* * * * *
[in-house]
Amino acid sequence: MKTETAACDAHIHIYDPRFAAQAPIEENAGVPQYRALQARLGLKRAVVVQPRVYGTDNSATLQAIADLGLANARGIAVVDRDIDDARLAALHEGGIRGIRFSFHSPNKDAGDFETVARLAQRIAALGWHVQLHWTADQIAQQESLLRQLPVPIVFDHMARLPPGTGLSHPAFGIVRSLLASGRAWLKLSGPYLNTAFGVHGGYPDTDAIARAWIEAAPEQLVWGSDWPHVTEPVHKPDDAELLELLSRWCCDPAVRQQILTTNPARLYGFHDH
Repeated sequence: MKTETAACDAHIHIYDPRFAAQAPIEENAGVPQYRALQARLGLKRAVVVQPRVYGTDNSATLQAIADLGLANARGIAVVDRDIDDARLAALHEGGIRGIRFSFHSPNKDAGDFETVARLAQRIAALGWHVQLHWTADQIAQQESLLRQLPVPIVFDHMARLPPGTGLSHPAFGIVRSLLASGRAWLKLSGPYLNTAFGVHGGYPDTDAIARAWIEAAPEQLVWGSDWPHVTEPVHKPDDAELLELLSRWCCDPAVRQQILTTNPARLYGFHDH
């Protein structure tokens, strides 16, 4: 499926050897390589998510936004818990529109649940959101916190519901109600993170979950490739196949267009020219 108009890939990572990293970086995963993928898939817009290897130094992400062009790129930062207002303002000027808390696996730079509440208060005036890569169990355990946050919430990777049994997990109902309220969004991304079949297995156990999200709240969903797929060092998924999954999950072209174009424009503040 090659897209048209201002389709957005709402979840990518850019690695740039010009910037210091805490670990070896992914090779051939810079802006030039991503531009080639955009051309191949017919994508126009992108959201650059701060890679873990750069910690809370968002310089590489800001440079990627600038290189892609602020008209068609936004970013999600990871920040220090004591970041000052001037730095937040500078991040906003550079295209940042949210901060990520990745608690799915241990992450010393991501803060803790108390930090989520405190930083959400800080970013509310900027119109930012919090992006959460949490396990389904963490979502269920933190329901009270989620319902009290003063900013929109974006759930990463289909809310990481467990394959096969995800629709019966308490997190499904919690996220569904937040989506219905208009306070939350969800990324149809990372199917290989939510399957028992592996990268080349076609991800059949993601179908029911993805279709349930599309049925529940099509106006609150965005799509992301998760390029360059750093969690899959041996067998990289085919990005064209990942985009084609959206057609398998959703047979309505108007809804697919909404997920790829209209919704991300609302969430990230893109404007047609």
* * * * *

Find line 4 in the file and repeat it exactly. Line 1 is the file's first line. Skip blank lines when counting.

């Protein structure tokens, strides 16, 4: 499926050897390589998510936004818990529109649940959101916190519901109600993170979950490739196949267009020219 108009890939990572990293970086995963993928898939817009290897130094992400062009790129930062207002303002000027808390696996730079509440208060005036890569169990355990946050919430990777049994997990109902309220969004991304079949297995156990999200709240969903797929060092998924999954999950072209174009424009503040 090659897209048209201002389709957005709402979840990518850019690695740039010009910037210091805490670990070896992914090779051939810079802006030039991503531009080639955009051309191949017919994508126009992108959201650059701060890679873990750069910690809370968002310089590489800001440079990627600038290189892609602020008209068609936004970013999600990871920040220090004591970041000052001037730095937040500078991040906003550079295209940042949210901060990520990745608690799915241990992450010393991501803060803790108390930090989520405190930083959400800080970013509310900027119109930012919090992006959460949490396990389904963490979502269920933190329901009270989620319902009290003063900013929109974006759930990463289909809310990481467990394959096969995800629709019966308490997190499904919690996220569904937040989506219905208009306070939350969800990324149809990372199917290989939510399957028992592996990268080349076609991800059949993601179908029911993805279709349930599309049925529940099509106006609150965005799509992301998760390029360059750093969690899959041996067998990289085919990005064209990942985009084609959206057609398998959703047979309505108007809804697919909404997920790829209209919704991300609302969430990230893109404007047609």